Planning and design: Boaz Snir, Architect Photo: Valery Zyuz
Resort apartment for a couple in their 40s Style: Industrial, rough and nostalgic Area: 30 sqm. Where: Tel Aviv Renovation time: 3 months Rooms: Loft apartment
The loft apartment is located on the ground floor of a Bauhaus building for conservation near the sea. It covers an area of about 30 sqm., used to be a psychology clinic and was recently purchased by a couple in their 40s who live in the north and wanted to create a small yet practical resort apartment for staying while on vacation in Tel Aviv. As mentioned, the apartment was originally used as a clinic and was divided into two rooms of 15 sqm., each with a door partition. I decided to open the space into one space with a minimum of partitions in order to create as much openness and exposure to natural light. The division between the functions is minimal and implied. There is actually only one built partition that separates the bathing area from the open space and an airy partition made of iron that anchors the island in the kitchen and defines a kind of entrance foyer. Thus, it separates the intimate interior from the glass entrance doors. The partition has an additional role and is used for storing kitchen items, a drink bar, as well as for displaying decorative details. Wood is a very present motif in the apartment. I chose to work with a European Ash wood and incorporated it in the foyer, wood shelves and top surface of the island. The rest of the space is paved with natural Shy gray stone with a minimum of gaps and connections in order to create as much continuous floor space as possible, which gives a feeling of a larger space than it is. One of the things that guided me throughout the process was to preserve as many structural motifs as possible and 'restore the crown to its former glory'. This is a conservation building built in the 1930s. I aspired to expose as much as possible the walls of the envelope and to glorify the silicate bricks that are very characteristic of the pioneering construction in the early days of Tel Aviv. For that I shaved the plaster layers in some areas and with the exposure of the bricks an exciting and amazing historical detail was also revealed - original building drawings that the original construction workers left as a seal. Of course in the new design they remained exposed as a souvenir from those days. I also chose to leave the original concrete belts exposed as well as the original kitchen window and the well-preserved entrance window with a Belgian profile made of iron.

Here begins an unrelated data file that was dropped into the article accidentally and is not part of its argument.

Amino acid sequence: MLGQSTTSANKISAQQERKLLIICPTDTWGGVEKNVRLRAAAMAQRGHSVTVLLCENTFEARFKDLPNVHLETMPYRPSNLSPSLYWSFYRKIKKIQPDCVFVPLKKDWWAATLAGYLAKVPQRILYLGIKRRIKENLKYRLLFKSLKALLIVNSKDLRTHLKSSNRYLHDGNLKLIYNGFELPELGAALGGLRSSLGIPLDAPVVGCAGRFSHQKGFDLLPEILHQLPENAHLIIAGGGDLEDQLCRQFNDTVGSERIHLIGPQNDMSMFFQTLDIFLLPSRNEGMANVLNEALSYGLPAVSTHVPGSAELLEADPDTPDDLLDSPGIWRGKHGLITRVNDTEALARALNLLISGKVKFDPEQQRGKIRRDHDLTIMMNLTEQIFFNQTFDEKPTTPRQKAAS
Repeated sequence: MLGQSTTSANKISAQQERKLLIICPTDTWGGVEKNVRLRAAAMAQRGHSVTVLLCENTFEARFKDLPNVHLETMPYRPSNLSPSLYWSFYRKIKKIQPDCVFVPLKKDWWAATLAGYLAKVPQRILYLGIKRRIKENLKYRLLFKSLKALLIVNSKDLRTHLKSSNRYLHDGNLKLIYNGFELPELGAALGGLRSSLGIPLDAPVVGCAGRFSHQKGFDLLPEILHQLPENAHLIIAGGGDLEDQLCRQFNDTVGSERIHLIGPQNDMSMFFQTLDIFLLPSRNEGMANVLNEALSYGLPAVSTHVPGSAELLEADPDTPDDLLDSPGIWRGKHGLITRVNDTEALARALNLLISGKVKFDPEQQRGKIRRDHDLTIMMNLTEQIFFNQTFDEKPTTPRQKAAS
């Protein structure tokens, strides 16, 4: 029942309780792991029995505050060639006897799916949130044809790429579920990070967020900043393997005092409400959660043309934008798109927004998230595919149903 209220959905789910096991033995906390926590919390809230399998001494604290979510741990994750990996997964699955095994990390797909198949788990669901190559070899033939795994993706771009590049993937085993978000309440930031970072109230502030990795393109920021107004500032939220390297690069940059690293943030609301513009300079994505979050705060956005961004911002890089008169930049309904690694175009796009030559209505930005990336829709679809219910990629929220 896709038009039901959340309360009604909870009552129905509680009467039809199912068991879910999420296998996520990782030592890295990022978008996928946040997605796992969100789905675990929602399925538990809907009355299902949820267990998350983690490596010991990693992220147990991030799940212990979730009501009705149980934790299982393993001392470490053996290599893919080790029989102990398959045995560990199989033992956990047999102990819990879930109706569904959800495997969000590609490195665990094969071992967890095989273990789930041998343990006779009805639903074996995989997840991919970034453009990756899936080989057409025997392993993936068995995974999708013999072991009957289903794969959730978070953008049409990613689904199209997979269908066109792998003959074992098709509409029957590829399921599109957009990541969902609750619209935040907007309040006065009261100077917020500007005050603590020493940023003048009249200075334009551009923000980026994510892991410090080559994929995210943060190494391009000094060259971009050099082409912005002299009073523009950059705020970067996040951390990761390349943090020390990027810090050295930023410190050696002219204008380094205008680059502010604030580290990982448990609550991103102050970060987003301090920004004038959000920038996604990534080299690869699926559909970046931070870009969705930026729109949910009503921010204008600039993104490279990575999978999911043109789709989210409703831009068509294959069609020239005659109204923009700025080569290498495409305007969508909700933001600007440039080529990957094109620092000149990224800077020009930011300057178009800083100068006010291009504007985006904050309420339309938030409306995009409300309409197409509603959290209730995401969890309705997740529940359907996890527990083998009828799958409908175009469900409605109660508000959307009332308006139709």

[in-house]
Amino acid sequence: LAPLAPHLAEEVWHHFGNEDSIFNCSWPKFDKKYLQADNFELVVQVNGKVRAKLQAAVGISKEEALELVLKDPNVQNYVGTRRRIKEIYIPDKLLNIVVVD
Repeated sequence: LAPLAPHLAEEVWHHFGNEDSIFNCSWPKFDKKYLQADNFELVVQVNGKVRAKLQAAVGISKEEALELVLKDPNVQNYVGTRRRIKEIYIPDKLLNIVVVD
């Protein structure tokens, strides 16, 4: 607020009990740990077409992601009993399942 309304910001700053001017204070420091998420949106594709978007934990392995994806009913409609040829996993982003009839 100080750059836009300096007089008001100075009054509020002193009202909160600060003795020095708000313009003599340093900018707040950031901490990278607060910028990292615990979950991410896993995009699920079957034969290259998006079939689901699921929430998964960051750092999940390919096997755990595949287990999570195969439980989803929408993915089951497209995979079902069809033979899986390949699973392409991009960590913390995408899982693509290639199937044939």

In order to break the natural (sandy earthy) color scheme, I combined shades of pastel pink and gray. The shades meet in the encounters between the various functions and thus also define and differentiate them conceptually. In doing so, I chose to combine the original green shade of the front doors with touches as a recurring motif, e.g. in the green dresser next to the bed, in various accessories and in the green clothes of the woman looking at the artwork we hung in the bedroom.